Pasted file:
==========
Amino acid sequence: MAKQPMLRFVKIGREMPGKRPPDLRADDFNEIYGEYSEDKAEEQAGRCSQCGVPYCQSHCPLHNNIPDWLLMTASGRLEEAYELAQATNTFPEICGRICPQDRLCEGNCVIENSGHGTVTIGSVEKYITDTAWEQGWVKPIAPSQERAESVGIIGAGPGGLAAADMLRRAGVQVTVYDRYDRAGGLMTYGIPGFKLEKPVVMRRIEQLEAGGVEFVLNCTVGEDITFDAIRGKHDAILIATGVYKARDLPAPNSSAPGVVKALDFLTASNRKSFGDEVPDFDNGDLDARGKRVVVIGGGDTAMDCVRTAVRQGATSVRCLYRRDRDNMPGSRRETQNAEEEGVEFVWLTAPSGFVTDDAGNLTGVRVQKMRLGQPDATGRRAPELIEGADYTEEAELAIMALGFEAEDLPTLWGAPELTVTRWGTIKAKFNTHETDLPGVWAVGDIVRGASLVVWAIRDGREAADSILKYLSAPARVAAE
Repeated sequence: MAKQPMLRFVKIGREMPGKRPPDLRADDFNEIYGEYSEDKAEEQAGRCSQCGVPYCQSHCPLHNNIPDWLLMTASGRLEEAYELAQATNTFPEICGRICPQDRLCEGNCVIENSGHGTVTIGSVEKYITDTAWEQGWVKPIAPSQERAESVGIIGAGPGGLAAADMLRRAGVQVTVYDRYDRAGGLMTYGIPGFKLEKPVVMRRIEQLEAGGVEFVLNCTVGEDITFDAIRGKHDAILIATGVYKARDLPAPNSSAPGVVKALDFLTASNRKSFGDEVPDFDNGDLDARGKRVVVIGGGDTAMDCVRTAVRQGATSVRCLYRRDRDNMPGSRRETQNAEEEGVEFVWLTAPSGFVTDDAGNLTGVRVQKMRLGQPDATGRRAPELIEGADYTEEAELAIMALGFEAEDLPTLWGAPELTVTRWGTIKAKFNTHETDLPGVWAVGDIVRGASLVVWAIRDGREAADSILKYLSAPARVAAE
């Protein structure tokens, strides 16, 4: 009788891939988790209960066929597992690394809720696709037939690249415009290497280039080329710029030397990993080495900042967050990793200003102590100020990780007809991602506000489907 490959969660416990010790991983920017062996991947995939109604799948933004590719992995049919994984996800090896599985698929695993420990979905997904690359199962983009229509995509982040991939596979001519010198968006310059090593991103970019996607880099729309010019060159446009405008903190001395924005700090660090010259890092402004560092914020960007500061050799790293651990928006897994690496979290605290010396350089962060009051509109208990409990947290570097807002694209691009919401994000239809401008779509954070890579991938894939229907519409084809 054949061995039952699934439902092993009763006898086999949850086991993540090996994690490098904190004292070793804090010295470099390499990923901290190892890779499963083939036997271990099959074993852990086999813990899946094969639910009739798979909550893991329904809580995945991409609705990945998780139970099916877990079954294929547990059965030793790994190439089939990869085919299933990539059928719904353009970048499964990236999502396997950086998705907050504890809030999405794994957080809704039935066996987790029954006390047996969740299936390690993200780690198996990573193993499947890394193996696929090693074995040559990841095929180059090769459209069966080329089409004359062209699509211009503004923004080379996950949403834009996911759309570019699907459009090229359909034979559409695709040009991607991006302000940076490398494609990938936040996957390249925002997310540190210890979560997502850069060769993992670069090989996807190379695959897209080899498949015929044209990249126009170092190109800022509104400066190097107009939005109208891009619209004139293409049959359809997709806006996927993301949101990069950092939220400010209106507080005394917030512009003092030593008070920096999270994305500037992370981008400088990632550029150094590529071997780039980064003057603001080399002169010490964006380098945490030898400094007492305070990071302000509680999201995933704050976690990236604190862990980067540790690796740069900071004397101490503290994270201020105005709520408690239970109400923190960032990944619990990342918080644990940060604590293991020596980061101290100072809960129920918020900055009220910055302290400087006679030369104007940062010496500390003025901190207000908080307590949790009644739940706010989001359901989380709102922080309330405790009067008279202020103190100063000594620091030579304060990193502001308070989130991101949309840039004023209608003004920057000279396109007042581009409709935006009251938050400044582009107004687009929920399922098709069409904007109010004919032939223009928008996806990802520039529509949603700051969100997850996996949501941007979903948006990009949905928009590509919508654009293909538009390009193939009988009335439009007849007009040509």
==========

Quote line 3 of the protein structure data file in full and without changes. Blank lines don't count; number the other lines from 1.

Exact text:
């Protein structure tokens, strides 16, 4: 009788891939988790209960066929597992690394809720696709037939690249415009290497280039080329710029030397990993080495900042967050990793200003102590100020990780007809991602506000489907 490959969660416990010790991983920017062996991947995939109604799948933004590719992995049919994984996800090896599985698929695993420990979905997904690359199962983009229509995509982040991939596979001519010198968006310059090593991103970019996607880099729309010019060159446009405008903190001395924005700090660090010259890092402004560092914020960007500061050799790293651990928006897994690496979290605290010396350089962060009051509109208990409990947290570097807002694209691009919401994000239809401008779509954070890579991938894939229907519409084809 054949061995039952699934439902092993009763006898086999949850086991993540090996994690490098904190004292070793804090010295470099390499990923901290190892890779499963083939036997271990099959074993852990086999813990899946094969639910009739798979909550893991329904809580995945991409609705990945998780139970099916877990079954294929547990059965030793790994190439089939990869085919299933990539059928719904353009970048499964990236999502396997950086998705907050504890809030999405794994957080809704039935066996987790029954006390047996969740299936390690993200780690198996990573193993499947890394193996696929090693074995040559990841095929180059090769459209069966080329089409004359062209699509211009503004923004080379996950949403834009996911759309570019699907459009090229359909034979559409695709040009991607991006302000940076490398494609990938936040996957390249925002997310540190210890979560997502850069060769993992670069090989996807190379695959897209080899498949015929044209990249126009170092190109800022509104400066190097107009939005109208891009619209004139293409049959359809997709806006996927993301949101990069950092939220400010209106507080005394917030512009003092030593008070920096999270994305500037992370981008400088990632550029150094590529071997780039980064003057603001080399002169010490964006380098945490030898400094007492305070990071302000509680999201995933704050976690990236604190862990980067540790690796740069900071004397101490503290994270201020105005709520408690239970109400923190960032990944619990990342918080644990940060604590293991020596980061101290100072809960129920918020900055009220910055302290400087006679030369104007940062010496500390003025901190207000908080307590949790009644739940706010989001359901989380709102922080309330405790009067008279202020103190100063000594620091030579304060990193502001308070989130991101949309840039004023209608003004920057000279396109007042581009409709935006009251938050400044582009107004687009929920399922098709069409904007109010004919032939223009928008996806990802520039529509949603700051969100997850996996949501941007979903948006990009949905928009590509919508654009293909538009390009193939009988009335439009007849007009040509």